On Sept. 19, however, the top U.S. counterterrorism official said the assault had connections to terrorists, including al Qaeda's North African affiliate. After that, more administration officials, including White House Press Secretary Jay Carney, Defense Secretary Leon Panetta and Secretary of State Hillary Clinton, have labeled it a terrorist attack. President Obama indirectly referred to the assault as an act of "terror" on Sept. 12 but has refrained from using the term since.
Rep. Peter King (R., N.Y.), a frequent administration critic, called Friday for Ms. Rice's resignation for misleading the public about the nature of the attack.
Mr. Turner of the DNI's office said intelligence officials provided public officials with "evolving" information about the attacks, beginning with the early assessments.
"We provided that initial assessment to executive branch officials and members of Congress, who used that information to discuss the attack publicly and provide updates as they became available," he said. "Throughout our investigation, we continued to emphasize that information gathered was preliminary and evolving."
Friday's statement was an effort to explain "early reports are often wrong or incomplete," he said. "But our intelligence community continues to work around the clock to gather details and understand exactly what happened in Benghazi."
Still unanswered is whether the attack was planned in advance. In recent days, a consensus among intelligence officials has emerged that the assault was highly organized and involved al Qaeda's affiliate in North Africa, but that the specific attack was planned on the fly on the day of world-wide protests against American installations.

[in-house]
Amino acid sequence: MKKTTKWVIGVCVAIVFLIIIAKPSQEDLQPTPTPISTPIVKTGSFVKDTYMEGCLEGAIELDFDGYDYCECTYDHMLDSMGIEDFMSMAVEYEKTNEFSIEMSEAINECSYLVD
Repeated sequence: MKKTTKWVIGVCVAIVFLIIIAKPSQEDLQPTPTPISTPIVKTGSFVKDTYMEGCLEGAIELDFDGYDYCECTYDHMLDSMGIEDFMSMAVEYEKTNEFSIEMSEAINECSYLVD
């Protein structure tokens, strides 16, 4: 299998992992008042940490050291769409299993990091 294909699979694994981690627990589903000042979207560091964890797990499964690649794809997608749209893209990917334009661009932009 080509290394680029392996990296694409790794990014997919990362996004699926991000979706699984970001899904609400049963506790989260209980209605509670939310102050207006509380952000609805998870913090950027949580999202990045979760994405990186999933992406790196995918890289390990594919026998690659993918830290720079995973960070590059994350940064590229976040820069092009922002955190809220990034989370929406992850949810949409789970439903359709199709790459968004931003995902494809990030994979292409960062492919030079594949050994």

"The attack's execution was not necessarily indicative of extensive planning," Mr. Turner said, saying there still were "unanswered questions."
"The degree to which there was some level of planning is one we continue to look at," he said.
Republicans in Congress, adding to the political pressure, said they have received briefings that counter the White House version of events and indicate the attacks had been "preplanned."
Eight Republicans wrote to Mr. Obama this week to voice frustration that the administration has left many unanswered questions about the attack. A bipartisan group of senators, including Senate Foreign Relations Committee Chairman John Kerry (D., Mass.), is also requesting more information from the administration.
The crime scene in Benghazi, abandoned after the U.S. evacuation and subject to looters for days, has posed security problems for the U.S. investigators. However, a U.S. law-enforcement official played down the value of the site, given that it is tainted more than two weeks after the attack. Federal agents are using intelligence and analyzing intercepts, and some are doing interviews in Tripoli.
Intelligence agencies have stepped up their reporting on Libyan terror groups, said a congressional aide, who said shortly after the attacks the counterterrorism-related U.S. intelligence reports on Libya increased at least fivefold.

Edited By Cen Fox Post Team